Shake and Deepti show us how internalized racism can affect dating

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Season two of Love is Blind has truly shaken things up. Many of us watching the show were expecting a new “Lauren and Cameron” to stan, and instead, we were greeted with a whole lot of drama and philosophical dating questions. Most of these were directed towards Abhishek — aka Shake — Chatterjee and Deepti Vempati, who ended the show unmarried (and not even as friends).

Since the show’s airing (and reunion episode), Shake has apologized for his disparaging comments about Deepti’s body. But, their short-lived “romance” has opened up many questions around dating preferences. Namely, whether or not racial dating preferences are valid or an embodiment of internalized racism.

For a quick recap, both Deepti and Shake got engaged before seeing each other. Before this, they both bonded over their Indian heritage and how they had dated white people exclusively before appearing on the show. After they met each other, Deepti was able to find Shake attractive, but he struggled to find that spark. Even commenting on how she gave him “aunty vibes.”

Evidently, dating shows are not real life, but they allow us to view the realities of dating — albeit in a pressure cooker environment. But before we tackle the difference between racial preference and racial bias, we have to explore why it’s problematic.

Now, the jury is still out on whether or not it is racist to have a racial dating preference. But on the whole, the issue can be reduced to the following questions:

  • Are you reducing the person into characteristics based on stereotypical beliefs about their race, ethnicity, or culture?
  • Are you objectifying them to fulfill your personal expectations and wishes of how they should behave/look?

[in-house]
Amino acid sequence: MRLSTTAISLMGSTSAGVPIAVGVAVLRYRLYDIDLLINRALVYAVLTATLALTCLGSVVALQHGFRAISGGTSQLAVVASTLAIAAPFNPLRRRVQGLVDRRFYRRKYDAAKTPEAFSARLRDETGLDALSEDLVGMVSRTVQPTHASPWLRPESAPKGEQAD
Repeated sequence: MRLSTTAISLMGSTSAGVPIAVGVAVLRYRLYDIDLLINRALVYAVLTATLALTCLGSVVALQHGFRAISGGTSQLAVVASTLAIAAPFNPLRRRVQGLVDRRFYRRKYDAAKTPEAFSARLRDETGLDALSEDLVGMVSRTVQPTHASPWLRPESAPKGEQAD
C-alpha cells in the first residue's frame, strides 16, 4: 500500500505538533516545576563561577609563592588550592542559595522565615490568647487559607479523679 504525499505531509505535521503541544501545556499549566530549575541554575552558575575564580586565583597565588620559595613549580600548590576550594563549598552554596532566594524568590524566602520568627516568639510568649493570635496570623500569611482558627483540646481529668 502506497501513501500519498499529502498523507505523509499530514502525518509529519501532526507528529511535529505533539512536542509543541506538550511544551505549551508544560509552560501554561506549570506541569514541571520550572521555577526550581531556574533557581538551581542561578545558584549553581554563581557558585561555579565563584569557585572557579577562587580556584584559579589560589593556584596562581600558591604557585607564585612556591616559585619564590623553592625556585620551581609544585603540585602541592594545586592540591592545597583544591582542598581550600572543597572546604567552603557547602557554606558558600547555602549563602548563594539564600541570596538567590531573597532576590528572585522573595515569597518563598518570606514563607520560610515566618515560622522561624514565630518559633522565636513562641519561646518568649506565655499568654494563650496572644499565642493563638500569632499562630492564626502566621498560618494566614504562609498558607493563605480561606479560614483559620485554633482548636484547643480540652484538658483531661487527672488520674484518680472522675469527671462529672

In both of these situations, it is clear that reducing a person into stereotypes and expectations is problematic. Yes, people come in all races, but this doesn’t mean that people of particular races behave the same or have the same beliefs.

In this instance, it’s evident that Shake’s beliefs and de-sexualization of Indian women are down to his self-hatred. Yes, not everyone can be attracted to everybody, but when you disregard people of your own culture entirely as “deficient,” something is going on there.

Most interesting is how Shake and Deepti represent two heads of the same coin. We have one person who finds it impossible to be attracted to people of his own race and another who finds them attractive even while never having dated them.

No one is saying that dating preferences are invalid or that finding all people sexually attractive is required. However, it is vital for people to constantly ask themselves whether they feel preference alone or implicit racial biases.

In the culture we live in today, it is very easy to believe that western ideals of beauty are “normal.” Desirability politics are complex, but it comes down to a couple questions:

  • If you met your soulmate today, would their race be a dealbreaker?
  • What is it about their race that you find unattractive? And why?
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